Style: Hard Rock
Release Date: 9 Dec 2022
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It's been twenty-four years since a Sabu album, 1998's Between the Light, but it felt like Paul Sabu has been writing and recording melodic hard rock anthems ever since then, just waiting for a right moment to release them as a killer sixth album. He's been an AOR legend for decades, ever since a successful shift away from pop music in the early eighties that found its pinnacle in the 1985 album Heartbreak, but this is heavier than I remember. It's mostly hard rock, with strong hooks, but it's a lot closer to that ever elusive boundary with heavy metal, a boundary it crosses more than once.
There are only two musicians involved this time out: Sabu himself and Barry Sparks. Sabu sings the lead vocal and Sparks adds backing vocals, while they divvy up the instrumentation between them depending on the song. I believe they both play guitar, bass, drums, keyboards, whatever else that might be in play here. That may be it because I didn't catch any particularly unusual sounds in the background. Nothing is particularly adventurous. It's just all good.
Blinded Me is a strong melodic/hard rock song to open things up. The guitars are solid, because I'd expect them to be, but the vocals stand out. They're rough but strong and emotional and seriously emphatic, like Graham Bonnet on steroids. That doubles up on the title, which is probably the best song here for Sabu's voice. He's just breathless enough to make it appear that he's giving it every ounce of his energy, but he's the exact same level of breathless at the end of the song as he was at the beginning. It's all very carefully done.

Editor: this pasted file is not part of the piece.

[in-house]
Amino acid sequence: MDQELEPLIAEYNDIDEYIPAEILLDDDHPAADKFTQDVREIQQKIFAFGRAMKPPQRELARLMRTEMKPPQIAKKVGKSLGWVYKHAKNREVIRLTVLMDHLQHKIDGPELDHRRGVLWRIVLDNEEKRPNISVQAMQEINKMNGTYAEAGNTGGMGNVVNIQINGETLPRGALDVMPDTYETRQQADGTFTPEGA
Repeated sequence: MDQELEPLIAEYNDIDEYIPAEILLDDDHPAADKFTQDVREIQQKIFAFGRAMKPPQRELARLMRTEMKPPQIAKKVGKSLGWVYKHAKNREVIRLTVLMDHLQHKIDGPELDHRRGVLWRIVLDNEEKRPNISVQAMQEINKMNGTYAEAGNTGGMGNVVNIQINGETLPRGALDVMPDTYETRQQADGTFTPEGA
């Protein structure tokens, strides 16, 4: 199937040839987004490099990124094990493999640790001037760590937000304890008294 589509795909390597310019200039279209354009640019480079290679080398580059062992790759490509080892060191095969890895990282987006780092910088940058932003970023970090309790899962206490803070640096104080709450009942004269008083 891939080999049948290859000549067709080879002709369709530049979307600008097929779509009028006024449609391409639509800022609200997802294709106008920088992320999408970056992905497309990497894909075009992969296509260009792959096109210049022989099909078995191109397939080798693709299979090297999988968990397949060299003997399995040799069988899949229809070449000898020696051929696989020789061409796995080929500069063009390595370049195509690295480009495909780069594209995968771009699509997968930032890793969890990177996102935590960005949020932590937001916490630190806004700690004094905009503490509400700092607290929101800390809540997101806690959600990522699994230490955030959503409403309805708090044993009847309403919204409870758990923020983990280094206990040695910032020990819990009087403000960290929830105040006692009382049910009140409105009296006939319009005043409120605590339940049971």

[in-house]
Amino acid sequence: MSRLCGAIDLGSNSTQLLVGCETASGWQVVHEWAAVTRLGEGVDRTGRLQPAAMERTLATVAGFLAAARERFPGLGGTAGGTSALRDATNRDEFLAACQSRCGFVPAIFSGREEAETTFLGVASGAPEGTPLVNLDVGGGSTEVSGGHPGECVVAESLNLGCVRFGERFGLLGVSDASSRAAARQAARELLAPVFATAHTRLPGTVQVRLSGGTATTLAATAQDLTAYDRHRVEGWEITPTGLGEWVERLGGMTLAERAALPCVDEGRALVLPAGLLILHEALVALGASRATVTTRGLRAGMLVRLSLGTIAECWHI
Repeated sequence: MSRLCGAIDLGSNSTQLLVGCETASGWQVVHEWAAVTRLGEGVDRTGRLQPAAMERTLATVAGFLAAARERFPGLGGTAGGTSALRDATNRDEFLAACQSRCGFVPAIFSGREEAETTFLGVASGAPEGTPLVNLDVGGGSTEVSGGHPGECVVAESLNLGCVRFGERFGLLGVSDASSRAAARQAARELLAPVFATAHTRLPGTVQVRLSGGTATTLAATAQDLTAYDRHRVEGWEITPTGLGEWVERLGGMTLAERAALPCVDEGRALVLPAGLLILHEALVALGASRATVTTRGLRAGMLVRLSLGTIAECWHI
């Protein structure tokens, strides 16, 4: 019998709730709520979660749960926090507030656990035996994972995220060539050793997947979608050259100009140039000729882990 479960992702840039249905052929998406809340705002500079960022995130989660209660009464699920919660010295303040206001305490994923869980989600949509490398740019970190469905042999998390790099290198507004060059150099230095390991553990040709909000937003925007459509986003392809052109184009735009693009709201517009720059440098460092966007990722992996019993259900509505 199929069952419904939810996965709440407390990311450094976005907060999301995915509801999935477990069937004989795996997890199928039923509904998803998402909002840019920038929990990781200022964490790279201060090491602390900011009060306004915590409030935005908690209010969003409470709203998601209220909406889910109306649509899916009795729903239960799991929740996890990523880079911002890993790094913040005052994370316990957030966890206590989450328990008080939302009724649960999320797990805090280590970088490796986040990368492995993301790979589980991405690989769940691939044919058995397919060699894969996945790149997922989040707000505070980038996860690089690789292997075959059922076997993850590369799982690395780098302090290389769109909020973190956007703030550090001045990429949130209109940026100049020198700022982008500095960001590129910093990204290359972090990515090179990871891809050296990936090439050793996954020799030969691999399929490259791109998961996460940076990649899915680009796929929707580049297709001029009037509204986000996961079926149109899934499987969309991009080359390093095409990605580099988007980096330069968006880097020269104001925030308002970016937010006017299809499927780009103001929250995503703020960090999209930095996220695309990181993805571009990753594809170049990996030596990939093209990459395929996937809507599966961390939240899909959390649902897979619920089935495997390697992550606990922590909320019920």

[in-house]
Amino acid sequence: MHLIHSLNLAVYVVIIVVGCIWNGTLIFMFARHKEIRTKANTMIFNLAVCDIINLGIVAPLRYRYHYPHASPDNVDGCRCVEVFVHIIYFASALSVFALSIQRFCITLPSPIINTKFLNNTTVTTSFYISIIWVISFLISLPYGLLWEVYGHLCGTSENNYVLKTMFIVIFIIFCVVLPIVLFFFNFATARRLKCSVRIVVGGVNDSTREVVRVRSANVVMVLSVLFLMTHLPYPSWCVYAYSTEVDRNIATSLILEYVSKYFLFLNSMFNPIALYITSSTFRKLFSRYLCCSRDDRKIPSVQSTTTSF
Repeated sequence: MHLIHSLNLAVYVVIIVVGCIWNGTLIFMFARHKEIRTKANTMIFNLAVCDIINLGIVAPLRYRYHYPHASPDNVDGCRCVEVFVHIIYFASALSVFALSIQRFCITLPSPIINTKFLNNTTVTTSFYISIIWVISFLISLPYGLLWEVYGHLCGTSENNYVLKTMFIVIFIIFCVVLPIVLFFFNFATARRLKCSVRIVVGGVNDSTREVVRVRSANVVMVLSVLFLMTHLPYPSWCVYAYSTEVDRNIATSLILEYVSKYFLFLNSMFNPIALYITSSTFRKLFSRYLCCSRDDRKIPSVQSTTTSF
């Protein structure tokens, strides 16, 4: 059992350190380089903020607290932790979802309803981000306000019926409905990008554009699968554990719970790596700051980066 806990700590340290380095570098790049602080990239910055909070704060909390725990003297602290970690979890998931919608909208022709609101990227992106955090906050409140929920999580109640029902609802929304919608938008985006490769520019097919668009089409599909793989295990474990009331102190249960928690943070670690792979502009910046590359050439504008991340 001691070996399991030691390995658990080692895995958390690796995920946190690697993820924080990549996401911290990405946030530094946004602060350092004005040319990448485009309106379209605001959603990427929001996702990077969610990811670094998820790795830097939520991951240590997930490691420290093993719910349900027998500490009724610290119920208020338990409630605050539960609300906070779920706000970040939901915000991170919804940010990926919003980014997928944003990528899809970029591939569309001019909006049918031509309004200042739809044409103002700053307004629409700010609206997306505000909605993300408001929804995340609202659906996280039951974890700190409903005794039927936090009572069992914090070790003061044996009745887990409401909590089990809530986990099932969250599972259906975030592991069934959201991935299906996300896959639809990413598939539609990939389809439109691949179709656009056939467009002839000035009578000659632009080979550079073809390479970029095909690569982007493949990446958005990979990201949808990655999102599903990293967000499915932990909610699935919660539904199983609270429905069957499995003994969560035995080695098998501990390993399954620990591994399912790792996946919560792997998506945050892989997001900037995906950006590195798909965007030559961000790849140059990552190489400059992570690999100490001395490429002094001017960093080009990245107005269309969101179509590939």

They're both good songs, as is Kandi, which feels like a pop song that's been bulked up. Everything has a level of machismo to it, a very traditinal male flavour with muscles and sweat and a dash of Brut aftershave, and that applies to this song too, which I could fairly describe as the lightest here but also mislead in the process. Even the lightest song is heavier than I expected and the heaviest are more so. They would include Back Side of Water, which has a real chug to it, as well as a catchy hook, but especially Rock and Rock the House, which are two separate songs, both of which have a Tank groove to their guitars and a Dave Meniketti feel to the vocals. I definitely wasn't expecting that!
There are other departures too, to keep this varied. Love Don't Shatter has a slightly alternative vibe to it. Skin to Skin adds a clapping singalong section to ensure that it gets stuck in our brains. I would say it does a good job but there are too many hooks here for any one to truly dominate until the album's over and we're still replaying it from memory. Turn the Radio On, a particularly solid single candidate, hints at rap at one point but also features the most overt rock wailing. There's a vaguely rap chant to end Dirty Money too and I should underline that these are mere flavours, not shifts in genre.
The most difficult job is calling out highlights, because every song here is a highlight. The catchiest are probably Back Side of Water and Midnight Road to Madness, both of which rock pretty hard as well. The title track's level of emphasis is a hook in itself and I found myself rather partial to Rock the House, which closes out the album. Not only does it play in that Tank style I adore but it drops down to hard rock for a while and even adds a middle eastern vibe for a while in the midsection. It ably demonstrates how Sabu and Sparks are comfortable across quite the range here.
When I saw that Paul Sabu had a new album out, I knew that it ought to be good. He has too much of a track record to expect otherwise, however long it's been since his last solo album. However, I'd be lying if I said that I thought it would be this good. This is an easy 8/10 and, if you're particularly into this rougher version of a traditionally squeaky clean genre, it's fair to say that you might add a point to that. Welcome back, sir!
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